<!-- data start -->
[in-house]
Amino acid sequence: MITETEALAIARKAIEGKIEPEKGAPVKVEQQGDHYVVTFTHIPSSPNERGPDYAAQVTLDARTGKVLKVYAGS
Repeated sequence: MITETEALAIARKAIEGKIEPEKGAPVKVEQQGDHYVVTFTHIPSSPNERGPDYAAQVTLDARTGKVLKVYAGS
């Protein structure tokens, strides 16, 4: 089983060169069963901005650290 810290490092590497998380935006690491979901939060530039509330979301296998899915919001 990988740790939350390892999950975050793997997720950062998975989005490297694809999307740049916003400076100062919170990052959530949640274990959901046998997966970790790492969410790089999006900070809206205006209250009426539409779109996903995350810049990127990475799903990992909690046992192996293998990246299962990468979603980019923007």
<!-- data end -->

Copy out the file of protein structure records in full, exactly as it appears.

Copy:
[in-house]
Amino acid sequence: MITETEALAIARKAIEGKIEPEKGAPVKVEQQGDHYVVTFTHIPSSPNERGPDYAAQVTLDARTGKVLKVYAGS
Repeated sequence: MITETEALAIARKAIEGKIEPEKGAPVKVEQQGDHYVVTFTHIPSSPNERGPDYAAQVTLDARTGKVLKVYAGS
């Protein structure tokens, strides 16, 4: 089983060169069963901005650290 810290490092590497998380935006690491979901939060530039509330979301296998899915919001 990988740790939350390892999950975050793997997720950062998975989005490297694809999307740049916003400076100062919170990052959530949640274990959901046998997966970790790492969410790089999006900070809206205006209250009426539409779109996903995350810049990127990475799903990992909690046992192996293998990246299962990468979603980019923007």